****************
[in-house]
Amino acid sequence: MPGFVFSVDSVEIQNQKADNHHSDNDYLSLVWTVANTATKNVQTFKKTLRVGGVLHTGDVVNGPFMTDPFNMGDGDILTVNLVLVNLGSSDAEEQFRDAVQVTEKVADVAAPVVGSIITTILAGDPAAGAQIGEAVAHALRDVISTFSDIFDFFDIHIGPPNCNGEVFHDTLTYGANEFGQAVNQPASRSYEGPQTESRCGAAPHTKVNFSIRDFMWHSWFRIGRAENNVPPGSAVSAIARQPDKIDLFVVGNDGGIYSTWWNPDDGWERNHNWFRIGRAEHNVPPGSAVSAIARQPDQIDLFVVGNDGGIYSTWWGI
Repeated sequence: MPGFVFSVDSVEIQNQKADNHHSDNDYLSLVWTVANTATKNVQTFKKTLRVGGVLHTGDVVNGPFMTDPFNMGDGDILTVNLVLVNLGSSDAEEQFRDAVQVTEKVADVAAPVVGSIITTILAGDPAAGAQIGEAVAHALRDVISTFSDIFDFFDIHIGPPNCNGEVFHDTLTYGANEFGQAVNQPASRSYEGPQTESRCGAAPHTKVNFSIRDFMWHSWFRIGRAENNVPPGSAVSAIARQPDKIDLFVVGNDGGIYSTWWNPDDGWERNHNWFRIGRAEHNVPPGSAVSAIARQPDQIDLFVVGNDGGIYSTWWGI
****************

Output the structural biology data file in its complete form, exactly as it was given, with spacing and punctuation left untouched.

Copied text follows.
[in-house]
Amino acid sequence: MPGFVFSVDSVEIQNQKADNHHSDNDYLSLVWTVANTATKNVQTFKKTLRVGGVLHTGDVVNGPFMTDPFNMGDGDILTVNLVLVNLGSSDAEEQFRDAVQVTEKVADVAAPVVGSIITTILAGDPAAGAQIGEAVAHALRDVISTFSDIFDFFDIHIGPPNCNGEVFHDTLTYGANEFGQAVNQPASRSYEGPQTESRCGAAPHTKVNFSIRDFMWHSWFRIGRAENNVPPGSAVSAIARQPDKIDLFVVGNDGGIYSTWWNPDDGWERNHNWFRIGRAEHNVPPGSAVSAIARQPDQIDLFVVGNDGGIYSTWWGI
Repeated sequence: MPGFVFSVDSVEIQNQKADNHHSDNDYLSLVWTVANTATKNVQTFKKTLRVGGVLHTGDVVNGPFMTDPFNMGDGDILTVNLVLVNLGSSDAEEQFRDAVQVTEKVADVAAPVVGSIITTILAGDPAAGAQIGEAVAHALRDVISTFSDIFDFFDIHIGPPNCNGEVFHDTLTYGANEFGQAVNQPASRSYEGPQTESRCGAAPHTKVNFSIRDFMWHSWFRIGRAENNVPPGSAVSAIARQPDKIDLFVVGNDGGIYSTWWNPDDGWERNHNWFRIGRAEHNVPPGSAVSAIARQPDQIDLFVVGNDGGIYSTWWGI